An ultrasonic jewelry cleaner is an electronic device designed to remove dirt from jewelry. Ultrasonic jewelry cleaners feature two basic parts: a small motor and a cleaning tank. The machine’s motor produces ultrasonic energy which is transmitted with vibrating energy waves (usually 40,000 sound waves per second) that creates microscopic bubbles in the cleaning tank in a process called cavitation. The cavitation process knocks dirt off the jewelry. The motion is very effective at penetrating the tiny crevices in jewelry that traditional cleaning cloths and topical cleaners cannot easily reach.

A steam cleaner uses jets of steam to literally blast dirt off jewelry.

Some gemstones should not been cleaned using mechanical cleaners as the process will cause them damage. Below is a list of gemstones and whether or not they can be cleaned using mechanical cleaners:

Gemstone

Ultrasonic Jewelry Cleaner

Steam Cleaner

Alexandrite

Yes

Yes

Amethyst

Yes

Yes

Apatite

No

No

Aquamarine

No

Yes

Bixbite

No

No

Chrome Diopside

No

Yes

Chrysoberyl

No

Yes

Citrine

Yes

Yes

Danburite

Yes

Yes

Diamond

Yes

Yes

Druzy Titanium

Yes

No

Emerald

No

No

Epidote

Yes

Yes

Euclase

Yes

Yes

Fluorite

Yes

No

Garnet

Yes

Yes

Goshenite

No

Yes

Hiddenite

No

Yes

Idocrase

Yes

Yes

Iolite

No

Yes

Jade (Nephrite)

No

Yes

Jasper

No

Yes

Kunzite

No

No

Kyanite

No

No

Lapis Lazuli

No

Yes

Labradorite

Yes

Yes

Ruby

Yes

Yes

Malachite

No

Yes

Magnesite

Yes

Yes

Morganite

No

Yes

Mystic Topaz
 (Including Flamingo Topaz, Twilight Topaz, Cornish Blue Topaz, Moonlight Topaz, Canary Topaz, Kiwi Topaz & Neptune Topaz)

No

No

Natrolite

Yes

Yes

Opal

No

No

Peridot

Yes

Yes

Smoky Quartz

Yes

Yes

Sphalerite

Yes

Yes

Spinel

Yes

Yes

Spodumene

No

Yes

Rainbow Quartz

No

No

Tanzanite

No

Yes

Tektite

Yes

Yes

Topaz

No

Yes

Tourmaline

No

Yes

Tsavorite

Yes

Yes

Turquoise

No

Yes

Zircon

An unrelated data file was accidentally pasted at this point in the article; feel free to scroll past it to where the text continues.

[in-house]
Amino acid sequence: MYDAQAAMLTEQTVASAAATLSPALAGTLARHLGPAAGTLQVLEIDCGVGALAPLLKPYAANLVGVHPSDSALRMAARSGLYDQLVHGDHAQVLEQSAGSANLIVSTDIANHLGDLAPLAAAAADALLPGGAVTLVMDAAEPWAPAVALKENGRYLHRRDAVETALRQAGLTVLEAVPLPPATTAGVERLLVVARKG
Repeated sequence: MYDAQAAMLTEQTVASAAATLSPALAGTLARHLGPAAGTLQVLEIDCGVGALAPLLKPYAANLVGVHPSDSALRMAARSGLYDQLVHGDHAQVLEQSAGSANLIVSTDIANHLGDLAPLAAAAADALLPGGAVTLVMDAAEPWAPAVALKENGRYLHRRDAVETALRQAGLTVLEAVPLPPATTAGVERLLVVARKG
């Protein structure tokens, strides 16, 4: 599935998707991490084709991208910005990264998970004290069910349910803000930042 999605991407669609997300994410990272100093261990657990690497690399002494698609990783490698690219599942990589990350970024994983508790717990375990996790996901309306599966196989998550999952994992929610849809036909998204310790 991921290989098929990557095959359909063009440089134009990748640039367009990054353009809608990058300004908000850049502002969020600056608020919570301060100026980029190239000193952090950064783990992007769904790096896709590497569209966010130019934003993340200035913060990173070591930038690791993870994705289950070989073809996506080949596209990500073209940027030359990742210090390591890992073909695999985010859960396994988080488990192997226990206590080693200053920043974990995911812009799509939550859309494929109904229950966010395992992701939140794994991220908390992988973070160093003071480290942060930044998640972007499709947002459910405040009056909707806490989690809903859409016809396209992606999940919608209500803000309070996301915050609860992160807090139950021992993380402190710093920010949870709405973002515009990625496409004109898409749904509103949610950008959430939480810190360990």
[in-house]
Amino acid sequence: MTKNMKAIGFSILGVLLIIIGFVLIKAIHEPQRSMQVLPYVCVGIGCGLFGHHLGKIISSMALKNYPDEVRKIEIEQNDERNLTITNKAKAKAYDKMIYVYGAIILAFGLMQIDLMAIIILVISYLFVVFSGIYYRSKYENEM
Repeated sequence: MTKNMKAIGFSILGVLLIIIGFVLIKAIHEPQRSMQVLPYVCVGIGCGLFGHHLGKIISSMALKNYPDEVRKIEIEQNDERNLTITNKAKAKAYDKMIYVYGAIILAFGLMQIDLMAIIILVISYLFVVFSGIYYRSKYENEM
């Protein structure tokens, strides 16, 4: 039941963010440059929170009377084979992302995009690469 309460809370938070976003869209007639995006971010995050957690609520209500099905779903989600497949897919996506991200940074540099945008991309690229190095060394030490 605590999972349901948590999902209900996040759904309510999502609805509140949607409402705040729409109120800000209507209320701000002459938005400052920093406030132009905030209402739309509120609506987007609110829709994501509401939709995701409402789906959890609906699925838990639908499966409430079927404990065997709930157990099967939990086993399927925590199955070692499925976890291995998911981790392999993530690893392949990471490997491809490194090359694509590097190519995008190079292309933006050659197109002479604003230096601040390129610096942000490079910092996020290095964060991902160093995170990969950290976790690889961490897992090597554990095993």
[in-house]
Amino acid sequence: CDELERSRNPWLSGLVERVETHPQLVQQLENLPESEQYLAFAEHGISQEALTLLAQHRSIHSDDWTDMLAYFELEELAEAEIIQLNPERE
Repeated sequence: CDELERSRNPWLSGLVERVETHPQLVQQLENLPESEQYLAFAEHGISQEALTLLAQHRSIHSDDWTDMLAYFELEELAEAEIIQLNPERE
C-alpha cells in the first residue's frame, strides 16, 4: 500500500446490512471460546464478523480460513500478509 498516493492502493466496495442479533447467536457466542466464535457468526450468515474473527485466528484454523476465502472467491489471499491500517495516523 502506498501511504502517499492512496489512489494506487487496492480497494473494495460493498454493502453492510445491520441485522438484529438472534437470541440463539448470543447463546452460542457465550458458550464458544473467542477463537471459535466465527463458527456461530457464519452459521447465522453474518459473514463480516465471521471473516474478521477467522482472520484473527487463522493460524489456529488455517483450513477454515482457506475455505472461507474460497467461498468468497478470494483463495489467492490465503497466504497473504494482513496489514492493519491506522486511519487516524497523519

No

Yes

 

The AGTA Guide To Gemstone Treatments

*These symbols were set by the American Gem Trade Association (AGTA), to disclose any enhancements that may have been applied to gemstones. Gemstone sellers are encouraged to use these symbols when buying, displaying, and selling stone and stone-set jewelry.

Courtesy of “Rio Grande Gems and Findings”

ASBL  Assembled from multiple layers or combinations of manufactured and/or natural material fused, bonded, or otherwise joined together to increase stability and/or imitate the appearance of a natural gemstone, create a unique design, or generate unusual color combinations. An example of this treatment is Opal Triplets.

 

B  Bleached using heat, light, and/or other agents to lighten or remove color.

 

C Coating on the surface with such enhancements as lacquering, enameling, inking, foiling, or sputtering of films to improve appearance, provide color, or add other special effects.

 

D  Dyed by the introduction of coloring matter to give a new color, intensify present color, or improve color uniformity.

 

F  Filling of surface breaking cavities or fissures with colorless glass, plastic, solidified borax, or similar substances (visible under 10X magnification); improves durability, appearance, and/or adds weight.

 

H  Heated to effect desired alterations of color, clarity, and/or phenomena. If residue of foreign substances in open fissures is visible under properly illuminated 10X magnification, “HF” should be used.

 

HP  Heating and pressure combined to effect desired alterations of color, clarity, and/or phenomena.

 

IMIT  Imitation product fabricated in such materials as glass, ceramic, or plastic designed to imitate or resemble the appearance, but not duplicate the characteristic properties of a natural gemstone.

 

L  A laser and chemicals used to reach and alter inclusions in gemstones, usually diamonds.

 

O  Oiling/resin infusion; the filling of surface breaking fissures with colorless oil, wax, resin, or other colorless substances, except glass or plastic, to improve the gemstone’s appearance.

 

R  Irradiation using neutrons, gamma rays, beta particles, or high energy electrons to alter color. May be followed by a heating process.

 

S  Stabilized using a colorless bonding agent (such as plastic); used on porous gemstones to add durability and improve appearance (sometimes referred to as “I” impregnated).

 

SYN  Synthetic materials with essentially the same optical, physical, and chemical properties as a naturally occurring gemstone.

 

U  Diffusion; chemicals used in conjunction with high temperatures to produce color and/or asterism (Cat’s Eye) producing inclusions.

 

W  Waxing/oiling; impregnation of colorless wax, paraffin, and oil in porous, opaque, or translucent gemstones to improve appearance.

 

*The gemstones shown at the top of the page are (L to R): Apatite, Kunzite, & Ouro Verde.